As you might have guessed from our recent silence, school is back in session. Papers are coming in. Lessons need to planned. My inbox is never empty. No matter how short our break is, I always seem to forget how exhausting teaching is and all I want to do for the first two weeks is nap.
The beginning of the semester had a little extra excitement this time because I got to kick off a new program on campus by bringing Barley with me! I work with our student government group and their main goal on campus is to build relationships between students, faculty, and administration. This semester, we started inviting faculty to give informal talks about their hobbies, interests, and research by the fireplace in our lounge area. As an advisor for student government, I got drafted to do the first chat and the dean gave me permission to bring Barley along to talk about life lessons we've learned from training and then to do a little noseworks demonstration.
We walk on campus fairly regularly when the weather is nice, so Barley was familiar with the location, but when we got to the doors to go in the building, she could hardly believe that she was actually going inside. She's used to walking over to the library and putting books in the book drop, but that's as close to getting into a building as she's gotten.
We went to my office so she'd have a chance to relax a little bit before her big moment. A couple people were on my hall, so they stopped to chat and pet her. She also got very excited about exploring my tiny office--especially when she realized that every available surface was covered in pictures of her. (Don't tell Rye that there aren't pictures of her in my office yet--I've printed some, but I have to get some frames still!)
We did a little bit of focus work and a little recall work in my office before making our way down to the lounge to spread out her mat and put down some boxes for our demonstration.
The students were so excited to see her--and Barley was equally excited to soak up all of the attention. Everyone wanted to pet her and she was more than willing to oblige. We spent about 25 minutes talking about the lessons we've learned that students might apply to their own lives: break tasks down into smaller pieces, reward yourself and celebrate small successes, don't compare yourself to anyone else, failure is ok. Then it was time to show how all of our training added up to success--and Barley decided it might be more fun to demonstrate that failure is ok!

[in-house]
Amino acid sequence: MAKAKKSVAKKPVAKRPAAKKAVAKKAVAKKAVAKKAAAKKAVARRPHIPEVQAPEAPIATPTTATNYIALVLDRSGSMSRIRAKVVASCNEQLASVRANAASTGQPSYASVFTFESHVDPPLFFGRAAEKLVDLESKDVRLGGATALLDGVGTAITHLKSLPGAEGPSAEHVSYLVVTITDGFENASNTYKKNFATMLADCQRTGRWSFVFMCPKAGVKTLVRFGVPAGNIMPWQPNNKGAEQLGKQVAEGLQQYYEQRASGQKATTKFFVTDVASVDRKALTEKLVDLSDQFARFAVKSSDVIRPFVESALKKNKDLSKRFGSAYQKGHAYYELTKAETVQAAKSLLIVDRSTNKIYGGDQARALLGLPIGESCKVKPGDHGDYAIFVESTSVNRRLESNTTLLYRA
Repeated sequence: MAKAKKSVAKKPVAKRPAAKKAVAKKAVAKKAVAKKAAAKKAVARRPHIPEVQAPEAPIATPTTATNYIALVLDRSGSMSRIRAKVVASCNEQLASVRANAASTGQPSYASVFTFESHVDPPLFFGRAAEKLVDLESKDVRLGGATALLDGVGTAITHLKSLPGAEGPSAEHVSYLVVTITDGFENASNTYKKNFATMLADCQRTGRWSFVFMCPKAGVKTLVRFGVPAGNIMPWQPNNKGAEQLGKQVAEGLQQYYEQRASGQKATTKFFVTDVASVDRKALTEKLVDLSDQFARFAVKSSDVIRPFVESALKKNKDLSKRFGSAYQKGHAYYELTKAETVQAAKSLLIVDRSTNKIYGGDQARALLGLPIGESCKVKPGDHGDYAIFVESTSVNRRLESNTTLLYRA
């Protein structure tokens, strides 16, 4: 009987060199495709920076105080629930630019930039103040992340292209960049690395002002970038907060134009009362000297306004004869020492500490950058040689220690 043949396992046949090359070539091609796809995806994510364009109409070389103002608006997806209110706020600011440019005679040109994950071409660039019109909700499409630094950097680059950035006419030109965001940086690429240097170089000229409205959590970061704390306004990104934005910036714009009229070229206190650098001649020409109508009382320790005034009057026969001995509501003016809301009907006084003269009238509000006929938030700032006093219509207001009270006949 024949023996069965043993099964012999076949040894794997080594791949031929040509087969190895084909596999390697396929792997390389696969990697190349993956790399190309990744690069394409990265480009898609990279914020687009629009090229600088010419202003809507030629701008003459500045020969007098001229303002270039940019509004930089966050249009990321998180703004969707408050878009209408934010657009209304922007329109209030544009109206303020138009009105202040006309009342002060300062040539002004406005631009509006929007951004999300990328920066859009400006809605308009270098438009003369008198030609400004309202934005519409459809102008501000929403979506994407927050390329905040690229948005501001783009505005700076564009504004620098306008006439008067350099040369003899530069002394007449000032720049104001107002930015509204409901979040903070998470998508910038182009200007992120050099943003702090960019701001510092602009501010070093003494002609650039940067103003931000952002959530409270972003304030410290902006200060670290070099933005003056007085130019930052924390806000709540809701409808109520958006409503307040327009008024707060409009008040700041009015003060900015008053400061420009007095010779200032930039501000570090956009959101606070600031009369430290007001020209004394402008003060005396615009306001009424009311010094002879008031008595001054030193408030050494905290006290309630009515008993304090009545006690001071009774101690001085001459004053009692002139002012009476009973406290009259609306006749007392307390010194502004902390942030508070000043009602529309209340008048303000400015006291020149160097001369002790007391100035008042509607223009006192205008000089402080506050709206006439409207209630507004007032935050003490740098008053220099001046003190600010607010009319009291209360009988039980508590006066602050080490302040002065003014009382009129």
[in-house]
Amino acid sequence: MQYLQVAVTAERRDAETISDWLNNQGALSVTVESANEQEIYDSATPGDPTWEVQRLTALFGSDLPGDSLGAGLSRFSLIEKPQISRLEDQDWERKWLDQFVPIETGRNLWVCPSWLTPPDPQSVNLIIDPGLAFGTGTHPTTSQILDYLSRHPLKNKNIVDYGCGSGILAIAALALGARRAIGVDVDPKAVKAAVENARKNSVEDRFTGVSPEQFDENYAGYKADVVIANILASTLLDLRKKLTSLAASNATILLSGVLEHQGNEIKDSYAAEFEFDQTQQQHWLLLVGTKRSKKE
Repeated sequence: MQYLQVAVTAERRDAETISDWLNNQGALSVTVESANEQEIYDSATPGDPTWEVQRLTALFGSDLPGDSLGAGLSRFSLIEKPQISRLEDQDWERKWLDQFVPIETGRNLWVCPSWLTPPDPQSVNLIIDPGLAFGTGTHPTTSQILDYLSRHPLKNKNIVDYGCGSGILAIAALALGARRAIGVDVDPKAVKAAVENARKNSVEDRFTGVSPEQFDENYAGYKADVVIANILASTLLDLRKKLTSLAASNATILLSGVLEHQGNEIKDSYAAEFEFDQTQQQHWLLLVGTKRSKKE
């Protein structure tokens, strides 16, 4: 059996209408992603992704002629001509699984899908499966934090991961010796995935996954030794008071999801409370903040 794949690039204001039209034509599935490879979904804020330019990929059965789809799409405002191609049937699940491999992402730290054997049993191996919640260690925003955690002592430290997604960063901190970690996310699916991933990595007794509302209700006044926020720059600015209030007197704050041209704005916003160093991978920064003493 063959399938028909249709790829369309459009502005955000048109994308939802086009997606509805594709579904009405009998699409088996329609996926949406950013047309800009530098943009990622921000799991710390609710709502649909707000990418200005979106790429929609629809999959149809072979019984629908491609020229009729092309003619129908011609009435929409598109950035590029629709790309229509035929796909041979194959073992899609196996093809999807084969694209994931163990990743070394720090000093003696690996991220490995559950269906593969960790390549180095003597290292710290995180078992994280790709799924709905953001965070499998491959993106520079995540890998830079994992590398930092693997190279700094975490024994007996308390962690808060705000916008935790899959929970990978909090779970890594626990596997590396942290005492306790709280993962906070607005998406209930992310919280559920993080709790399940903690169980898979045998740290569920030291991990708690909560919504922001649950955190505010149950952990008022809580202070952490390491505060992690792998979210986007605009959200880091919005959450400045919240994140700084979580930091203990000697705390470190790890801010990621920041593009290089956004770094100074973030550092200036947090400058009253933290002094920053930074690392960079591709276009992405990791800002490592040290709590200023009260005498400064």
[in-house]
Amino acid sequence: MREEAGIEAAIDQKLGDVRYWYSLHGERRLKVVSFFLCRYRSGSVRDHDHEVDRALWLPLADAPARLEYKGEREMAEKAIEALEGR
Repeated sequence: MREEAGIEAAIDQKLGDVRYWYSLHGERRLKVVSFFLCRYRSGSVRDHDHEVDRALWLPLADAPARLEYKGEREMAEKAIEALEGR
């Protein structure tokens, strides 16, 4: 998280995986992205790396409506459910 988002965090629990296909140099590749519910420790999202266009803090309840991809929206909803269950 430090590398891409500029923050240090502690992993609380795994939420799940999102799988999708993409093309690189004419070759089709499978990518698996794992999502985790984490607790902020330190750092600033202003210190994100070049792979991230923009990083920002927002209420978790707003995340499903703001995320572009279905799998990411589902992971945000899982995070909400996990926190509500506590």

We had three boxes set up with Birch scent in one of them and Barley was not interested in sniffing the boxes at all. She was a little warm from the fireplace being on, she was excited about the new location and all of the attention, and the cafeteria wasn't too far away and the scent of French Fries was wafting through the air. The boxes were the last thing she wanted to explore. We also had a little tin with Clove in it that I set on one of the tables near the students and she did cooperate with sniffing for that one and gave me a chance to talk about how scent travels since she sniffed a few different parts of the table before locking onto the tin.
She had a chance to get a little more love from students before we went back to my office and got ready to head home. While I set a few emails, she flopped down by my desk and fell asleep. The rest of the day she was more than happy to nap. I think she appreciates just how tiring going to work. Now if she could just pass on the message that going to school is exhausting to Rye . . .